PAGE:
In order to measure all supernatural creatures on an identical scale, TSWoD could use Anima as a power stat and power pool. Like Vampire’s Blood Potency and Vitae, or Werewolf’s Primal Urge and Essence, TSWoD’s Anima would measure a creature’s supernatural capacity and ways to manipulate Anima. The latter should be interpreted in the broadest way possible. An old sorcerer would have have the same Anima rating as a vicious demon, but both would show their bizarre powers in different ways. Anima would be a unifying stat, that makes it easier to compare the rather varied palette of otherworldly beings in the setting.

In many ways, Anima would work like the Arete stat presented in Mirrors. It would provide characters with additional health, supernatural resistance, heightened Attributes and a way to heal bashing damage. Unlike Arete, Anima will also grant access to a pool of Anima points, which can be used to fuel the effects of Anima. Also, Anima might not grant any access to Masteries. I’ll get into the reason for that right…now.

The amount of cool stuff is too damn high!
As I have mentioned in my previous post, I’m trying to emulate the setting of TSW with just three books: the core book, Mirrors and Second Sight. Even though this is a small amount of books, it still offers a lot of options. If a player decides to create a character, both Mirrors and Second Sight offer treasure troves of powers, backgrounds and so-called “minor templates” (supernatural templates that do not have an own power stat and pool). I’m afraid that the both books, along with an Anima stat that grants additional supernatural power, will create far too mighty characters. Of course, additional rules can limit that, but I’m still not so sure about it. I guess the only way to see if it works, is to create a character…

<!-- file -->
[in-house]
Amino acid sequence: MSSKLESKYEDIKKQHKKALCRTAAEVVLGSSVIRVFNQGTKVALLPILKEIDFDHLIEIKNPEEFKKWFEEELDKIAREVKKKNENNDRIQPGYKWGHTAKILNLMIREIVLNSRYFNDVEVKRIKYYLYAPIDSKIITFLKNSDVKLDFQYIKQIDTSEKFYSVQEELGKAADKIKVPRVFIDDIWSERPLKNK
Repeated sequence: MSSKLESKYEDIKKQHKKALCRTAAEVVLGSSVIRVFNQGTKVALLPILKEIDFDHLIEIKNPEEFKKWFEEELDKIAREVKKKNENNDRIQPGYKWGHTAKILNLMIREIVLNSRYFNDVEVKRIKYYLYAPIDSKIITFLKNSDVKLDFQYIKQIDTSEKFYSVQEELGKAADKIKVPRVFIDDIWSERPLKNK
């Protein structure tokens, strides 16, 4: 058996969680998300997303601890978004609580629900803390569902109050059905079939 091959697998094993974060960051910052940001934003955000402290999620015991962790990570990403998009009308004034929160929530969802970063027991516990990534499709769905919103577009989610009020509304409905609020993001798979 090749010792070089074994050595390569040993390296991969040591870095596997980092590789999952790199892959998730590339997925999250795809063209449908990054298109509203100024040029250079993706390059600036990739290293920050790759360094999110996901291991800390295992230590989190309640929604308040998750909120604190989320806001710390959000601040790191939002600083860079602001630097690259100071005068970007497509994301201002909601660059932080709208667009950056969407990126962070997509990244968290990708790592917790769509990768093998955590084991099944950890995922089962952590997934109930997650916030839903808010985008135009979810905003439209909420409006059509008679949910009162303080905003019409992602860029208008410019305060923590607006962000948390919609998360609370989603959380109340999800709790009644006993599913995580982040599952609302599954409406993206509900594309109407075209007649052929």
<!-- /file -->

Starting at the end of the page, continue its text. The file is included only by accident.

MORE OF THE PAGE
Well, guess that gives away what we’ll be doing next time. In the meantime, please share your feelings about an Anima stat and the amount of cool powers found in Mirrors and Second Sight. I’ll be here to listen to your feedback. Stay alive!

TSWoD – The bare necessities

Continuing the train of thought that has left the station of my mind a few posts ago, I have spent my last days thinking about the best way to portray Funcom’s The Secret World in White Wolf’s World of Darkness. The two games seem easy to merge, but before doing so, I limited myself by using the following guidelines:

  • PC’s will be “normal” mortals who are initiated into one of the secret societies. This means that the players will  not take the role of Bee People. Why I made this choice will be explained later on.
  • The game focuses on the discovery of the secret world, and the slow descent into the mysteries kept away from the PC’s. While this seems like a choice of flavour, it will also impact some game system choices.
  • TSWoD should need a minimal amount of house rules, using mostly rules available from a small amount of WoD books.

You’re not special, all you can do is shoot lightning from your hands!
In the setting of TSW, it is rather special when Gaia sends out a bee to give a normal human some wacky superpowers and immortality. To keep them rare, I want players to play humans who have been introduced into the secret world in another, more subtle way than by swallowing a magical insect. Well, maybe not a more subtle, but in a more common way (by occult standards). Think of characters who have witnessed a vampire feeding, or who have learned magic in a special school. Player characters will have “kewl powerz”, but in a different way.

Delving into the darkness
The Secret World is about stepping into the darkness with just the light of a candle, and to boldly stride through this tenebrous world. Unlike most WoD games, it is not about handling one’s own supernatural nature, but about deciding if something is worth knowing, or if the price for it is too high. Because of this setting choice, I would drop any kind of Morality system entirely, and replace it by the Reason stat presented in Mirrors. The slow descent into madness, while gaining more power, feels more fitting to me for a TSW game.